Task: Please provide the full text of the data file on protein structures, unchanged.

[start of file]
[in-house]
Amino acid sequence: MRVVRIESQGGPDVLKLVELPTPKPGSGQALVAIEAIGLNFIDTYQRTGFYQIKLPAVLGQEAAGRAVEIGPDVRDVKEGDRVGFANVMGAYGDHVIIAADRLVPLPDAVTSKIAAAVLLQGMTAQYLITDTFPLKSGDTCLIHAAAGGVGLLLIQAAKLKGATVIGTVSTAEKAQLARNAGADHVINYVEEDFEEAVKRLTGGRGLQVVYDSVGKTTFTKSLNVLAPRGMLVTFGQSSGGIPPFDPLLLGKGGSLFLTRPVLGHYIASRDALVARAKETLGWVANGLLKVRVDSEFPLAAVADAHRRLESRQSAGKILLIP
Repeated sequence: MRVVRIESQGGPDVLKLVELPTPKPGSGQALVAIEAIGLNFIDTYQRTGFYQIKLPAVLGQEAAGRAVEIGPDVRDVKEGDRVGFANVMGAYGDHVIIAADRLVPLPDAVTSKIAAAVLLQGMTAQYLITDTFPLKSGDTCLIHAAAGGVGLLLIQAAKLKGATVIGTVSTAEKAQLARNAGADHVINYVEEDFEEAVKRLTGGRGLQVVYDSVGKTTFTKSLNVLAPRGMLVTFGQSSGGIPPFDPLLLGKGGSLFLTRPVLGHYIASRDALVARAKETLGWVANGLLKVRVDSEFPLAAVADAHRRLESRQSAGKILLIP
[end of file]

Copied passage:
[in-house]
Amino acid sequence: MRVVRIESQGGPDVLKLVELPTPKPGSGQALVAIEAIGLNFIDTYQRTGFYQIKLPAVLGQEAAGRAVEIGPDVRDVKEGDRVGFANVMGAYGDHVIIAADRLVPLPDAVTSKIAAAVLLQGMTAQYLITDTFPLKSGDTCLIHAAAGGVGLLLIQAAKLKGATVIGTVSTAEKAQLARNAGADHVINYVEEDFEEAVKRLTGGRGLQVVYDSVGKTTFTKSLNVLAPRGMLVTFGQSSGGIPPFDPLLLGKGGSLFLTRPVLGHYIASRDALVARAKETLGWVANGLLKVRVDSEFPLAAVADAHRRLESRQSAGKILLIP
Repeated sequence: MRVVRIESQGGPDVLKLVELPTPKPGSGQALVAIEAIGLNFIDTYQRTGFYQIKLPAVLGQEAAGRAVEIGPDVRDVKEGDRVGFANVMGAYGDHVIIAADRLVPLPDAVTSKIAAAVLLQGMTAQYLITDTFPLKSGDTCLIHAAAGGVGLLLIQAAKLKGATVIGTVSTAEKAQLARNAGADHVINYVEEDFEEAVKRLTGGRGLQVVYDSVGKTTFTKSLNVLAPRGMLVTFGQSSGGIPPFDPLLLGKGGSLFLTRPVLGHYIASRDALVARAKETLGWVANGLLKVRVDSEFPLAAVADAHRRLESRQSAGKILLIP